Despite the economic sanctions against it, Iran continues its efforts towards enrichment of weapons-grade uranium. This demands immediate action on the part of the West, and such action was about to be taken at the International Atomic Energy Agency Board of Directors meeting on March 6-9, 2023.
Ahead of the meeting, Iran found itself in a difficult situation. On top of the pending IAEA resolution against it, Chinese President Xi Jinping’s visit to Saudi Arabia and his support for the UAE with regard to the disputed islands in the Persian Gulf hurt Iran’s status in the region. On the domestic scene, it has been dealing with an intense national, social, and ethnic anti-regime revolt for several months. In addition, its economic situation deteriorated significantly, primarily as a result of the Western sanctions.
In order to extricate Iran from its predicament, Supreme Leader Ali Khamenei took a series of strategic steps. With regard to the pending IAEA decision, all it took to deter the IAEA and the West from confronting Iran for its violations of Code 3.1 of the NPT Safeguards and of the JCPOA was a public threat to “cut off the hands” of the West and to make ambiguous promises to cooperate with the IAEA. As a result, a concrete resolution against Iran was postponed by four months until the next Board meeting. In doing so, the IAEA practically accepted Iran’s enrichment of uranium to 60%, which constitutes a blatant violation of the JCPOA.
Much more significant was the historic, far-reaching political move initiated by Iran: the agreement to renew diplomatic relations with Saudi Arabia. This had the triple effect of increasing the status of China – which brokered the deal – in the region, of dealing a powerful blow to America’s status in the region, and of enabling Iran to present itself as a regional peacemaker.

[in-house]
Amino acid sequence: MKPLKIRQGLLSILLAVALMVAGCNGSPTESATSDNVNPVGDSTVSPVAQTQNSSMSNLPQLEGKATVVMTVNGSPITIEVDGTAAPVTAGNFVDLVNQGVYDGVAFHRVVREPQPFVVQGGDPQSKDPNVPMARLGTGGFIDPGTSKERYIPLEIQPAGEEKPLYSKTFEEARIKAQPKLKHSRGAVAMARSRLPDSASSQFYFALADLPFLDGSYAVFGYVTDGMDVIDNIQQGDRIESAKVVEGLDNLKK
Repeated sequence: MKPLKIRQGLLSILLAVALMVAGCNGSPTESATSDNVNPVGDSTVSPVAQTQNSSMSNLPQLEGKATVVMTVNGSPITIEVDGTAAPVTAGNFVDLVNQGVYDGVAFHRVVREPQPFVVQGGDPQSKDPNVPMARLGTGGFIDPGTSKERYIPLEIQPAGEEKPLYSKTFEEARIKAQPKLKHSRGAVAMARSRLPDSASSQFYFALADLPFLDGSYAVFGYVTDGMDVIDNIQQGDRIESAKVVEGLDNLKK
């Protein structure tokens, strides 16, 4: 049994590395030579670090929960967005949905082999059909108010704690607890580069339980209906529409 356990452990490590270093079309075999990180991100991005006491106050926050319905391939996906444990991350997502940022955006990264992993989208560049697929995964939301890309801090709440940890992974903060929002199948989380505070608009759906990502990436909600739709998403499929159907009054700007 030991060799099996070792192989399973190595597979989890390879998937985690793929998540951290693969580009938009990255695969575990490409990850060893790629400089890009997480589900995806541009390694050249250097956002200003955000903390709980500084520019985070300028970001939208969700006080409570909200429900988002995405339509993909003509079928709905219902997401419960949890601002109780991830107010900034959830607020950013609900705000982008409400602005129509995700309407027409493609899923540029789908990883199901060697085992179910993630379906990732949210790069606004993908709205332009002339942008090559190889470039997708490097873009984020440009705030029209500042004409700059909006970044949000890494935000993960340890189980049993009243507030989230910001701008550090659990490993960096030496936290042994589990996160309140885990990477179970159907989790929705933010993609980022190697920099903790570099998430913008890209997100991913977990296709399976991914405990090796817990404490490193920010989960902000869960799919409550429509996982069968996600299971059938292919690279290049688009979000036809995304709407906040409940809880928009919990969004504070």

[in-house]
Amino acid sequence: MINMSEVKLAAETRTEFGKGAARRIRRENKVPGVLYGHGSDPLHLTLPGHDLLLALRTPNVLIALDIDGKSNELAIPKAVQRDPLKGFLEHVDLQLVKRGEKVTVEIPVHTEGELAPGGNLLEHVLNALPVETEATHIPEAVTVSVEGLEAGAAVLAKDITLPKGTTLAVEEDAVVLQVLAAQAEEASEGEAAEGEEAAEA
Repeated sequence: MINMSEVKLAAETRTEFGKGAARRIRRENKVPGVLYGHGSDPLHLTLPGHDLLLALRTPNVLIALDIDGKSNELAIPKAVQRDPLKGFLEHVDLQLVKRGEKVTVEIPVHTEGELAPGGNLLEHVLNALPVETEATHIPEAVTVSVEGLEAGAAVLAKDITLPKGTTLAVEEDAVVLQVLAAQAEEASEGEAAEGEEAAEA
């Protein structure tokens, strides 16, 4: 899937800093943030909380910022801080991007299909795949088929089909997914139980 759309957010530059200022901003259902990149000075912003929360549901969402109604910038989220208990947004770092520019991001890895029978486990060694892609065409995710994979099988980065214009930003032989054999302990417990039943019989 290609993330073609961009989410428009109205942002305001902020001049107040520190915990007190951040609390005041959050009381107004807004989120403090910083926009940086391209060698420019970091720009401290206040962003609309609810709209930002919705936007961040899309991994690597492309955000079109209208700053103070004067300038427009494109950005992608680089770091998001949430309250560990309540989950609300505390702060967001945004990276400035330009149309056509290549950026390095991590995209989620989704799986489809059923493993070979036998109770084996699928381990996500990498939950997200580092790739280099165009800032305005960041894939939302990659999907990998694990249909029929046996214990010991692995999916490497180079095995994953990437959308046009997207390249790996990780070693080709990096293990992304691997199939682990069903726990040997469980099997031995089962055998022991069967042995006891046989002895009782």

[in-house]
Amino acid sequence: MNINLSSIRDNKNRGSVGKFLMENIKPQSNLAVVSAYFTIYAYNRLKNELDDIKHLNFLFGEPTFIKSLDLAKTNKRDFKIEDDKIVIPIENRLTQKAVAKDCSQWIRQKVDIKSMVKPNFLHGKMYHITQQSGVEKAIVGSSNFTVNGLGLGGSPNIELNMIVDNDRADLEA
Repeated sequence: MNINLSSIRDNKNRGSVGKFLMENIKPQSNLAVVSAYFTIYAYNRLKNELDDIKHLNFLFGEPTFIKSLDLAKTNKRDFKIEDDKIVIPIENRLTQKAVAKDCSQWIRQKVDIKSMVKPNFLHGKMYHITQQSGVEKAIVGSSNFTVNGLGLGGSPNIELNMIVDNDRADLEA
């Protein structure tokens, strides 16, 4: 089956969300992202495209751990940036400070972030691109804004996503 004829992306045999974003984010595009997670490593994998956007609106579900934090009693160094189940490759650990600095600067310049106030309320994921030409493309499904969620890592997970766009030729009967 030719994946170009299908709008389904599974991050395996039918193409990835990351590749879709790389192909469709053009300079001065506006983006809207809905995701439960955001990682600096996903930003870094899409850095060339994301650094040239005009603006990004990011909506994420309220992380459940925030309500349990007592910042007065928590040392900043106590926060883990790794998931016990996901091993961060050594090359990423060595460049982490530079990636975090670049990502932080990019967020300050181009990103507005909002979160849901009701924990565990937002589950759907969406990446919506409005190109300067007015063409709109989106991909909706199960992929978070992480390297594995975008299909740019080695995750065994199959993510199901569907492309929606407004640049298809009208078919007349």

The Iranian regime had to show that it was compromising on one of three issues at the core of its tensions with the West – namely, its 20-year-long national project to develop a nuclear weapon, its ballistic missile program, or its expansionist ambitions in the Middle East and the world.
Iran made the lowest-cost, highest-benefit choice it could: In the context of the Saudi rapprochement, it agreed to halt its support for the Houthis in Yemen. This way, the compromise on its regional ambitions would be limited only to Yemen, without giving up on its ambitions in Iraq, Syria, Lebanon, and Latin America (just yesterday U.S. Central Command Gen. Michael Kurilla informed Congress that since January 2021, Iran has been behind at least 78 attacks on U.S. positions in Syria). In exchange for halting this support, Iran was able to maneuver itself into a situation that would greatly benefit it diplomatically, as well as ease the tremendous economic pressure it has been facing for many years. Furthermore, the rapprochement with Saudi Arabia could nip at the bud any legitimacy – if there was any – for a unilateral Israeli strike on Iran’s nuclear infrastructure.
The party most responsible for the success of Iran’s cunning move is Saudi Arabia, which has forsaken the interests of its allies – the United States and the Gulf States – for the sake of its own interests. However, its agreement to mend relations with Iran can be understood, since over recent years it has been abandoned politically by the United States, leaving it vulnerable to Houthi strikes. In addition, since the greatest source of its political power is the strength of its economy, Saudi Arabia took the step it felt was necessary to protect itself from the Houthis and to keep its economy – and therefore its political status – strong.